“I am actually not a big dark beer fan, not in large quantities anyway,” offers Martin Bennett, brewer at The Twisted Hop. “But that is where Nokabollokov comes into its own. I like my dark beer like a short black: intense, simultaneously smooth, bitter and mouthwatering. The first sip takes you by surprise, then your taste buds adapt and it mellows and the next sip is the one to really enjoy.” The ferment was challenging, needing a fresh injection of yeast late in the ferment to finish it off. “But what’s unusual about Nokabollokov is the fact that we age it for four months on hops before it’s released.” Delicious stuff indeed.
3. Monteith’s Brewing Co. Monteith’s Doppelbock Winter Ale (330ml, $15.99) Joint Best in Class – Dark Ale ★★★★★
A beautifully balanced dark beer with smooth, alcohol warmth and a solid malt-and-hop marriage with a hint of dried-banana sweetness on the finish. Yvonne Lorkin also loved the rose-caramel and biscuit aromatics, and complexity on the finish. “Very enticing,” added David. “It’d be superb with mushroom risotto.”
4. Lion Breweries Mac’s Black Mac (330ml, six-pack $17.49) Joint Best in Class – Dark Ale ★★★★★
With aromas of espresso and roasted walnuts, and a pronounced bitterness and great malt density on the palate, this was an instant hit with the judges. Ben Middlemiss felt it was a lovely, rounded beer with great character and a delightfully soft carbonation. He thought it would be delicious with a chocolate cinnamon toffee bar.
5. Harrington’s Breweries Big John Special Reserve (500ml, $6) Best In Class – Black Lager ★★★★★
Our judges loved the sexy, dark mahogany/aubergine hue and intense vanilla-cola-malt notes on the nose. A high lift of alcohol, fresh hops and roasted characters presents on the palate, yet the finish is elegant and long. “Nice lace* on the glass,” said Ben.
6. Yeastie Boys NevaRRaven (330ml, $8) Best in Class – Porter ★★★★½
This was one seriously complex beer. Pretty in the glass and packed with aniseed, raisin and sweet, roasted fruit aromatics while in the mouth, it showed warm, savoury, nutty nuances and sensational length of flavour. “Full, generous and well-defined. I love it!” declared Yvonne.
7. Garage Project Aro Noir (650ml, $11) ★★★★½
Impressive head retention was the first thing our judges commented on, then the descriptors came thick and fast: “Lifted toasted/roasted malt notes”, “cleansing, smoky mouthfeel”, “nicely balanced” and “deliciously drinkable”. One thing is for certain: if you happen to be a slab of Gorgonzola sitting anywhere near this beer, be very afraid.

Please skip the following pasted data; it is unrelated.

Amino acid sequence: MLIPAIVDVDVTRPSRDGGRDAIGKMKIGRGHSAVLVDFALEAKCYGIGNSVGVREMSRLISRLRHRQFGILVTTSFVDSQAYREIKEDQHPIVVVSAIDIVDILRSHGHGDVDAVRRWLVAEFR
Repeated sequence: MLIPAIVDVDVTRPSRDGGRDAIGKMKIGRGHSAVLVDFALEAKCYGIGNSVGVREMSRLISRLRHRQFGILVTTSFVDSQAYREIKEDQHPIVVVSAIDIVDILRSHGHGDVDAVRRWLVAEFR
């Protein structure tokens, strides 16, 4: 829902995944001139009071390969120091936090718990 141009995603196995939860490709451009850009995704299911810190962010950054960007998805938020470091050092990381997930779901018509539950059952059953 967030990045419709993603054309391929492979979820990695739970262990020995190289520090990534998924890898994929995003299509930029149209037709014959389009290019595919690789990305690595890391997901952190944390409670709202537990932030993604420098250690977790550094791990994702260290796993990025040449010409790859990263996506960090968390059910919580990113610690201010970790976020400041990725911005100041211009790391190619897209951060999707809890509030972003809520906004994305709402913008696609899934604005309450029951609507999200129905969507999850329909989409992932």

8. Townshend Brewery Flemish Stout (500ml, $17) ★★★★½
“A good example of a sour Belgian style showing great balance and structure,” noted David. All the judges were impressed with the glossy appearance of the beer, the balance
of malt sweetness and gentle carbonation. “It’d be great with chocolate pudding and sour sauce,” remarked Ben.
9. Townshend Brewery Black Strap Porter (500ml, $10.95) ★★★★½
Good head retention, pretty lace* and solid caramel/roast and cocoa characters lead the way to a lovely amalgamation of malt and hops and a long, dry finish.
10. 8 Wired Brewing Co. The Big Smoke Smoked Porter (500ml, $10) ★★★★½
This beer stood out from the pack for its tobacco-driven, peaty character and meaty, gamey flavours. “I love the charred, meaty, salty-seaweed notes in this beer,” commented Yvonne. “It’s like salami in a glass – yum.” Definitely a food beer, agreed our judges.
11. Mike’s Organic Brewery Mike’s Barrel Aged Porter (500ml, $9.49) ★★★★½
The dark mahogany colour and a lovely, creamy, cappuccino-coloured head lead the way to a palate oozing a sour, earthy complexity and good balance. The toasty, banoffee/sour aromas make this an ideal candidate for steak with blue-cheese sauce.
12. Wigram Brewing Co. The Czar Imperial Russian (500ml, $9.50) ★★★★½
Pitch black and showing good malt sweetness, this is an attractive beer with a creamy, persistent head and a full-flavoursome, cockle-warming body.
* When a beer is poured, it produces a foamy head. This head usually dissipates quickly, leaving behind a bit on top called the “lace”. This “lace” remains on the sides of the glass when drinking the beer. Some believe the amount of lace can indicate the freshness of the beer and the freshness of the hops used.
Does your beer taste a bit odd? There are a few faults that can present themselves in beer. If you come across any of these nasties, then take what’s left in the bottle back to whence you bought it for a replacement, pronto.
- Acetaldehyde: smells and tastes like green apples.
- Brettanomyces: smells like cow poo. Sometimes this ‘barnyardy’ character can be desirable in small amounts to add ‘earthiness’ to a beer, but too much is just plain stinky.
- Dimethyl sulphide: smells and tastes like cooked corn.
- Excess diacetyl: smells and tastes like buttery popcorn.
- NB: If it smells like port or sherry, chances are it’s been oxidized. And if it just tastes stale – take it back.